A natural path for Dynamics NAV on-premises users is to move to Dynamics 365 Business Central in the cloud. However, every company is different and should take the time to understand and plan their next steps with their Dynamics solution.
The focus of this blog and recorded webinar will be similar to conversations I often have with clients about upgrading Dynamics NAV, benefits of Dynamics 365 Business Central in the cloud, and what options are available going forward. I’ve been working with Dynamics NAV, formally Navision, for a long time, even prior to Microsoft acquiring it so I’ve seen the product evolution and been there every step along the way up to it’s current form of Dynamics 365 Business Central.
This blog has the following sections:
- Dynamics NAV and Dynamics 365 Business Central Solution Background
- Dynamics 365 Business Central Benefits
- Options Available Going Forward – Upgrade, Reimplementation, Hybrid Approach
- Option Comparisons
- Reasons to Upgrade vs. Reimplement
- Decision-Making Criteria to Help Choose a Path Forward
- Next Steps and How Encore Can Help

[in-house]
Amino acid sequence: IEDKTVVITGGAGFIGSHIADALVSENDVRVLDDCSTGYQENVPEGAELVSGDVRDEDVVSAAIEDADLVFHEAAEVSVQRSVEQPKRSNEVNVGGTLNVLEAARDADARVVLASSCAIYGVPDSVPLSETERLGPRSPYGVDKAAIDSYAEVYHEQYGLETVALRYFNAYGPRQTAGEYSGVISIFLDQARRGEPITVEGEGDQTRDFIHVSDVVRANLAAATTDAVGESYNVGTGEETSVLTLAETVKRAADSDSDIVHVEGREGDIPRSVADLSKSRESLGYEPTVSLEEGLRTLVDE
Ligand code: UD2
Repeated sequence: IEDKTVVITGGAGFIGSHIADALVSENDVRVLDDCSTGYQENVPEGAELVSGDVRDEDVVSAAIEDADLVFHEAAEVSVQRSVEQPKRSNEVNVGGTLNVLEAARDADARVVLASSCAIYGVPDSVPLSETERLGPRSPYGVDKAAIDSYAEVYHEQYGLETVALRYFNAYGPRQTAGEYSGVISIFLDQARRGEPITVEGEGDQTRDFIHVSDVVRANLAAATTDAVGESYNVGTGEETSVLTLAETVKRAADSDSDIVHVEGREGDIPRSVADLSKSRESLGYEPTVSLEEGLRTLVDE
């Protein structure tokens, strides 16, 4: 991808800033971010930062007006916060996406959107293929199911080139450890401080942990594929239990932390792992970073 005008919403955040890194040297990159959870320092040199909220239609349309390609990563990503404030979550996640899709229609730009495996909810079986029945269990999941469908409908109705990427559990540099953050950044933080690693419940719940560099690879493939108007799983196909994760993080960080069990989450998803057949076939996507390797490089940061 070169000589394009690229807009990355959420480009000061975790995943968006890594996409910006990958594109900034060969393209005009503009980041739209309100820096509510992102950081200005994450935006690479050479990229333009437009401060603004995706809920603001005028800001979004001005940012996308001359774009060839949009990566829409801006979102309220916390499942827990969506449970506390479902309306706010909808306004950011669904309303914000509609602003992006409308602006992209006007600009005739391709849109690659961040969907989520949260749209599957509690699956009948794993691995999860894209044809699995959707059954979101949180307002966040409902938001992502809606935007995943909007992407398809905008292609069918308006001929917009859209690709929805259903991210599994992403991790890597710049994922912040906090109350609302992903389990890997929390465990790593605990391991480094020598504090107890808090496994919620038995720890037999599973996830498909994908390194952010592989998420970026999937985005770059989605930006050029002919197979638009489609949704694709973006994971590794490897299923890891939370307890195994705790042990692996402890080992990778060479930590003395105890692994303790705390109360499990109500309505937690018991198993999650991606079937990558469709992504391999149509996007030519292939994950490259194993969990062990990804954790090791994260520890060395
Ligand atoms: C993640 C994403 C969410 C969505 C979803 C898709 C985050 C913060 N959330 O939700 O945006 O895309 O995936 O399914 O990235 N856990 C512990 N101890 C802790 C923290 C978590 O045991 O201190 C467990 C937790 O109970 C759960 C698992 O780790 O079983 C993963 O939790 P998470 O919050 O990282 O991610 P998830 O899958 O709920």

- Webinar Recording – Dynamics NAV Upgrade and Options Going Forward
Dynamics NAV and Dynamics 365 Business Central Solution Background
This section will discuss at a high-level the differences between Dynamics NAV and Dynamics 365 Business Central in terms of:
- Independent Software Vendors (ISV’s) and Add-ons
- Updates and Upgrades
Dynamics NAV has Client Application Language (C/AL Code), which was the code it was developed in. The neat thing about this code is that modifications could be made to the system, faster than anyone else in the market. Dynamics NAV was known in the market for being extremely flexible, easy to modify, and tailored to your exact business need.
Dynamics NAV is considered a general-purpose ERP software that does 80% of what any business does such as general ledger, accounting needs, fixed assets, inventory, distribution manufacturing, etc. Then there is 20% of business specific needs that it may not perform out of the box, but businesses would fill those needs by modifying business processes, modifying the software, or utilizing add-ons.
However, just because you can modify doesn’t mean that you should. Over time, it was found that the customizations created some degree of software bloat and made it more costly and timely to upgrade, because some of the modifications made to the base code of NAV would conflict with versions of NAV that Microsoft was releasing.
ISV’s and Add-ons